15th - 17th Jun 2024

Teachers of Fiction Writing

Start, build, or expand a thriving teaching enterprise doing work that you love: helping writers. Find out what is working for other teachers, learn some new techniques, and connect with great colleagues. 


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Teachers of Fiction Writing

How this will work

This is a three-day event about the practice of teaching writing independently. How do the experts create successful businesses as teachers, editors, and coaches? Find out how they earn a good living and create loyal fans.

This event is primarily aimed at teachers of fiction, but most of the sessions will be applicable to nonfiction teachers as well.

The assumption is that you are teaching online, but that is not required. We are focused on independent teachers, people who are running their own business or collaborating on a group effort -- rather than people teaching in a university or professional body. 

Note: there are two kinds of tickets. A free ticket gives you full access to the whole event IF you can watch everything live. A paid ticket ($50) gives you full access + indefinite access to replays. In addition, after the event ends transcripts + an audio feed or podcast version of the event for easy listening. 

3 DAYS
19 SPEAKERS
4 CATEGORIES

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My Story

Several years ago, I ran a small blog about books and writing.

The blog was popular enough that I had regular commenters (thank you!), and, occasionally, my posts were noticed by an important figure in the industry.

However, my overall views were not that high, and, like most bloggers, I found no way to earn any money from my blog-writing.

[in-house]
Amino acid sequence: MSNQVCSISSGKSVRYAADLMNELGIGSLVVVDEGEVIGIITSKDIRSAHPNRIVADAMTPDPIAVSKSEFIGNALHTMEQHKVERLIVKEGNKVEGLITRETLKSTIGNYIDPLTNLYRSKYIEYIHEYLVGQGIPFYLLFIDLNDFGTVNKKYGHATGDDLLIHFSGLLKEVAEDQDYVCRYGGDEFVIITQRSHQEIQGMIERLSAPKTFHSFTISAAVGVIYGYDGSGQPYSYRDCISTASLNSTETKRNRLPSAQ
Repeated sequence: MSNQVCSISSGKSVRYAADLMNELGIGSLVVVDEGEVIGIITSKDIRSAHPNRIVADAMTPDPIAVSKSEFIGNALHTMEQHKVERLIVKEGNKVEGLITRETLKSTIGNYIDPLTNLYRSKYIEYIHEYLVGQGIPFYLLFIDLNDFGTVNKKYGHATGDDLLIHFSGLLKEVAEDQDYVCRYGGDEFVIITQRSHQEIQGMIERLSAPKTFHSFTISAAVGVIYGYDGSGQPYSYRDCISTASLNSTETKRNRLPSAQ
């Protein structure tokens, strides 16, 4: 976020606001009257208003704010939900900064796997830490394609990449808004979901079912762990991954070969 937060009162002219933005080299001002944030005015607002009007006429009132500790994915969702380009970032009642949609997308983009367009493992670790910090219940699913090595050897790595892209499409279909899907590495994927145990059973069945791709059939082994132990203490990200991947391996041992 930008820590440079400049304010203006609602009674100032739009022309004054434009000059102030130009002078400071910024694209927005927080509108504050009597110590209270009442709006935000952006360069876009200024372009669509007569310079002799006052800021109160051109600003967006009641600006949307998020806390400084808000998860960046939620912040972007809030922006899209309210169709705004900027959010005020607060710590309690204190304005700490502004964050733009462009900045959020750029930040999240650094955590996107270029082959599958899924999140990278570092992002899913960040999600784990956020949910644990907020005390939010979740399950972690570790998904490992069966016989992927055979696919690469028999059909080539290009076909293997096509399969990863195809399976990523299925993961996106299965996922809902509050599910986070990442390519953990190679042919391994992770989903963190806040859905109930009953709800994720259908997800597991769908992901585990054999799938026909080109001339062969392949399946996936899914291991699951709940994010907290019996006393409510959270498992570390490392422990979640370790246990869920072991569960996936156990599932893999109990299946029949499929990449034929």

In fact, I felt like I was constantly having to make time for another hurried post, afraid that my readers would vanish if I didn't publish often.

Three stages of running a teaching business


Around the time my first child was born, my wife started talking to me about "professional blogging." I had no idea what this meant, and didn't actually believe it was possible, but she was eager to start a food blog then, and so was doing a deep research dive, in her usual thorough and meticulous way, into the ways that food bloggers succeeded and prospered.

She sent me links to podcast interviews, and eventually one clicked -- an interview about email marketing with automaton expert, Chris Davis. (I'll share that podcast episode, for the curious, at the end of this email.)

The actual moment in the interview that stuck with me was very simple -- it was the idea of an automated welcome sequence (like when you subscribe to someone's email list and they send you four or five initial "get to know me" emails over a week or two). This technique, as explained by Chris Davis, struck me with enormous force because I understood that it would work better than the blogging I had been doing -- and also I knew that I could do it.

Writing a good email sequence seemed like something I would be able to do well.

Six months after that insight, I was ready to re-launch my old blog in a new "professional" form, focused around building an email mailing list -- and six months after that, I created my first online course.

But that was the easy part...

Maybe you've had similar experiences. If so, you'll know that creating an online course, while wonderful, is not usually enough to create a thriving enterprise or business. There is the whole problem of sales and marketing and being organised -- plus the issue of running the technology to keep the whole operation going.

Indeed, after my launch in mid-2017, I had a few tricky years while the business struggled to grow. I had to learn a lot of new skills and concepts, mostly from experts unconnected with writing or novels. Indeed, I am still working hard to study the craft of online teaching today.

To sum up: in this story, you can see three different stages of my journey:

  1. Getting started Daniel, who did not know what was possible.
  2. Early stage Daniel, who had customers but didn't know how to grow his audience.